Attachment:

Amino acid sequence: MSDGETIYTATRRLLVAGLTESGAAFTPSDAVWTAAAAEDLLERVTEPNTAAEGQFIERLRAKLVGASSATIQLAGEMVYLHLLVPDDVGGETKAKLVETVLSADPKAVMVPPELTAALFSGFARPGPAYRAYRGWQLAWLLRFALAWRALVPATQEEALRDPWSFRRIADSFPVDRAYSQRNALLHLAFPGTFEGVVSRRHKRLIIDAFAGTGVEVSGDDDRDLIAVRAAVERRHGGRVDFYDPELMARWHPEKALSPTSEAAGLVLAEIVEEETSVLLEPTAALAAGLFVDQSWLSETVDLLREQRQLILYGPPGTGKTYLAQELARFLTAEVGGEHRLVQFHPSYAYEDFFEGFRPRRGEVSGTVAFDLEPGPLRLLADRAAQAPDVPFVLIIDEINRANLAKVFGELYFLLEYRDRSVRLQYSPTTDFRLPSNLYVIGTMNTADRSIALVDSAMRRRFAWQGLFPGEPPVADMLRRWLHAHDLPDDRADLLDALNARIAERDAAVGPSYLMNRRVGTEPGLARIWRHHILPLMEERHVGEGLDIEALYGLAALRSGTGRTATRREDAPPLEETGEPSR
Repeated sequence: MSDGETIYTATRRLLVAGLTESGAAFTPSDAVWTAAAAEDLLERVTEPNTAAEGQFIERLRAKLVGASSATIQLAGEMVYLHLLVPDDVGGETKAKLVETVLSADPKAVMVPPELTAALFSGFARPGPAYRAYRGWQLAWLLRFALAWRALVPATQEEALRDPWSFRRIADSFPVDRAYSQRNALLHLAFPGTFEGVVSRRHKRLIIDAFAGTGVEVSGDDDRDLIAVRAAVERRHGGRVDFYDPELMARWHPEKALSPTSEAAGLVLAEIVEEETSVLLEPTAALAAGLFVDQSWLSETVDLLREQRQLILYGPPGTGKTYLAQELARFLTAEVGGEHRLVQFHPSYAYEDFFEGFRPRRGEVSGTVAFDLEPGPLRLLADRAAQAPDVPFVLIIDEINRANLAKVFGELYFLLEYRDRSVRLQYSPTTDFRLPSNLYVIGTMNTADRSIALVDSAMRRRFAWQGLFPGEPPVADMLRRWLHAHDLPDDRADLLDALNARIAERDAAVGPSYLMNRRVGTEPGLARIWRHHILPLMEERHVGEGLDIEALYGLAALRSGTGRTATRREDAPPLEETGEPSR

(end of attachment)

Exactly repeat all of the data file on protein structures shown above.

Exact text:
Amino acid sequence: MSDGETIYTATRRLLVAGLTESGAAFTPSDAVWTAAAAEDLLERVTEPNTAAEGQFIERLRAKLVGASSATIQLAGEMVYLHLLVPDDVGGETKAKLVETVLSADPKAVMVPPELTAALFSGFARPGPAYRAYRGWQLAWLLRFALAWRALVPATQEEALRDPWSFRRIADSFPVDRAYSQRNALLHLAFPGTFEGVVSRRHKRLIIDAFAGTGVEVSGDDDRDLIAVRAAVERRHGGRVDFYDPELMARWHPEKALSPTSEAAGLVLAEIVEEETSVLLEPTAALAAGLFVDQSWLSETVDLLREQRQLILYGPPGTGKTYLAQELARFLTAEVGGEHRLVQFHPSYAYEDFFEGFRPRRGEVSGTVAFDLEPGPLRLLADRAAQAPDVPFVLIIDEINRANLAKVFGELYFLLEYRDRSVRLQYSPTTDFRLPSNLYVIGTMNTADRSIALVDSAMRRRFAWQGLFPGEPPVADMLRRWLHAHDLPDDRADLLDALNARIAERDAAVGPSYLMNRRVGTEPGLARIWRHHILPLMEERHVGEGLDIEALYGLAALRSGTGRTATRREDAPPLEETGEPSR
Repeated sequence: MSDGETIYTATRRLLVAGLTESGAAFTPSDAVWTAAAAEDLLERVTEPNTAAEGQFIERLRAKLVGASSATIQLAGEMVYLHLLVPDDVGGETKAKLVETVLSADPKAVMVPPELTAALFSGFARPGPAYRAYRGWQLAWLLRFALAWRALVPATQEEALRDPWSFRRIADSFPVDRAYSQRNALLHLAFPGTFEGVVSRRHKRLIIDAFAGTGVEVSGDDDRDLIAVRAAVERRHGGRVDFYDPELMARWHPEKALSPTSEAAGLVLAEIVEEETSVLLEPTAALAAGLFVDQSWLSETVDLLREQRQLILYGPPGTGKTYLAQELARFLTAEVGGEHRLVQFHPSYAYEDFFEGFRPRRGEVSGTVAFDLEPGPLRLLADRAAQAPDVPFVLIIDEINRANLAKVFGELYFLLEYRDRSVRLQYSPTTDFRLPSNLYVIGTMNTADRSIALVDSAMRRRFAWQGLFPGEPPVADMLRRWLHAHDLPDDRADLLDALNARIAERDAAVGPSYLMNRRVGTEPGLARIWRHHILPLMEERHVGEGLDIEALYGLAALRSGTGRTATRREDAPPLEETGEPSR